Steve (Russell Crowe) and Monica (Salma Hayek) make a dreadful couple. Something about Monica, a teacher, turns Steve, a photographer, into an insensitive jerk. Steve's behavior makes Monica clingy and hysterical. When the romantic "dramedy" Breaking Up opens, Steve and Monica are doing just that--breaking up. But every time they break up, one of them breaks down and calls the other to suggest, "Let's get together for dinner and talk." By now, they're so hot for each other that they tumble right into bed. As Monica puts it, "As the relationship has deteriorated, we f*** like monkeys!" Breaking Up is a very real portrait of an addictive love affair that strikes a decidedly familiar chord. How many of us have been through unhealthy relationships like this one? Crowe and Hayek are so credible that the movie is most compelling to watch. Their good times are achingly sweet. (When Crowe proposes marriage to Hayek in the back of a taxi, the heart of every female viewer is guaranteed to melt.) But can the good times make up for the bad? Using a mixture of filming techniques--montages, monologues, on-street interviews, plus straight-out dramatic scenes--director Robert Greenwald (The Burning Bed), and Pulitzer Prize-winning screenwriter Michael Cristofer (The Shadow Box), create a provocative, intimate, and erotic anatomy of the quintessential destructive relationship. --Laura Mirsky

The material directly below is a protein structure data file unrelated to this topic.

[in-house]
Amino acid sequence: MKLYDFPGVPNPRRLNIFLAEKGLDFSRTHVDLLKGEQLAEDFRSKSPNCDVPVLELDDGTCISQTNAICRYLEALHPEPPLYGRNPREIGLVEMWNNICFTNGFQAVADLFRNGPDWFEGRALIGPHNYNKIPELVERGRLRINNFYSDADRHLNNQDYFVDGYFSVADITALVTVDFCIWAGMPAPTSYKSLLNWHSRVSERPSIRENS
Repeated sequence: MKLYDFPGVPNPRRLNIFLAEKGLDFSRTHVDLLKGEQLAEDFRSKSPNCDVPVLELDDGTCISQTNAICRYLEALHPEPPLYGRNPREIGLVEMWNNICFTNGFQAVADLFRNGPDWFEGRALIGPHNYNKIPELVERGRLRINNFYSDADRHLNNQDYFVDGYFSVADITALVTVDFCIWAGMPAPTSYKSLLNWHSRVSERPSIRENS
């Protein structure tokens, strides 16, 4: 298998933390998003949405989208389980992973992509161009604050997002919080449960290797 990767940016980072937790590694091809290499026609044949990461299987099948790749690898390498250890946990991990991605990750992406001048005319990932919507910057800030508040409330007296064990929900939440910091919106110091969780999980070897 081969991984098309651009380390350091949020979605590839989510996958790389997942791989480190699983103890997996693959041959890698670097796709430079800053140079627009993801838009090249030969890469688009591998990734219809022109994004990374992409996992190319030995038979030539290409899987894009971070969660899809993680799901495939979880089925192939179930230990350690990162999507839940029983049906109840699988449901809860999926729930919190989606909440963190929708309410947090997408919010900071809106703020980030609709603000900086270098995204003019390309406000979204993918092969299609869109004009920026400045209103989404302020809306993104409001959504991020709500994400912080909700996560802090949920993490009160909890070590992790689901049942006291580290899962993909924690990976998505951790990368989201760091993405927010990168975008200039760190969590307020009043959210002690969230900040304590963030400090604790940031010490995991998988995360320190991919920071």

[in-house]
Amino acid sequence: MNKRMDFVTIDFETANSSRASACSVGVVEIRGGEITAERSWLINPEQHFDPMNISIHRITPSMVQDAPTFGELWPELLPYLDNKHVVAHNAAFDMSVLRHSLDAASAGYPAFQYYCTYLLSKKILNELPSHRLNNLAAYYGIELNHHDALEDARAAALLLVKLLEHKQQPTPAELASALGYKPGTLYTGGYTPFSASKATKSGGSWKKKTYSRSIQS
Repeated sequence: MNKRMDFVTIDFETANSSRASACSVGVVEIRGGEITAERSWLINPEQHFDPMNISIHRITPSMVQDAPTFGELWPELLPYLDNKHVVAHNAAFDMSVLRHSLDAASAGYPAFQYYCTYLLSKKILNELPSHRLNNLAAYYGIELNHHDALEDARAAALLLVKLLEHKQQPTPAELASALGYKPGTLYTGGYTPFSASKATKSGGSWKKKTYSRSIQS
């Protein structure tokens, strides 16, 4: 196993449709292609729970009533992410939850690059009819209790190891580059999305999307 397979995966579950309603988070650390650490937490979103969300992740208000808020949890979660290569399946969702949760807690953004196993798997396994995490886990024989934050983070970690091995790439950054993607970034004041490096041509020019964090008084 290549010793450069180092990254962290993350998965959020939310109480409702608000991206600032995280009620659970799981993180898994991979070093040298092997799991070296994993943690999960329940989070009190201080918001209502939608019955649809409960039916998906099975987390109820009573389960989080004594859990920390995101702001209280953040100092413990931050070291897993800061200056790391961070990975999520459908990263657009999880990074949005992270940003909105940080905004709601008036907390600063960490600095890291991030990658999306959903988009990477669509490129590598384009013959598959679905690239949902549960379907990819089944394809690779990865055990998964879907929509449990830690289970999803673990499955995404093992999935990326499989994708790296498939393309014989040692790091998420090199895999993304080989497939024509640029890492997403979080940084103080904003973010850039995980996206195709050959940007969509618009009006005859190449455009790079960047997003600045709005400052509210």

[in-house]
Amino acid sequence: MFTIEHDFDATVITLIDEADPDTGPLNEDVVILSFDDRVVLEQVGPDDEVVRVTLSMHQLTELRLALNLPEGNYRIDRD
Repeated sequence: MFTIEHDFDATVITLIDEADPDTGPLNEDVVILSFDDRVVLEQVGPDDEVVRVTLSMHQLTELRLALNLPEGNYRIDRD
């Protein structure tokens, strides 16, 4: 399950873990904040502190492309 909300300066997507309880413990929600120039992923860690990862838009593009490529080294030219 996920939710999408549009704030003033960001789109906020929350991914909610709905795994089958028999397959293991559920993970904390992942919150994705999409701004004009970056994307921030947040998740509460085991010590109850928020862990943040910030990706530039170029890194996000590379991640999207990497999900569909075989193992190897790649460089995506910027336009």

Something happened to the world and nobody understood it. It was confusing and people started jumping to conclusions. There are no more absolutes. Time space good evil the things we know the things we believe in the things we see we thought we understood these things but maybe we don't maybe they're all relative.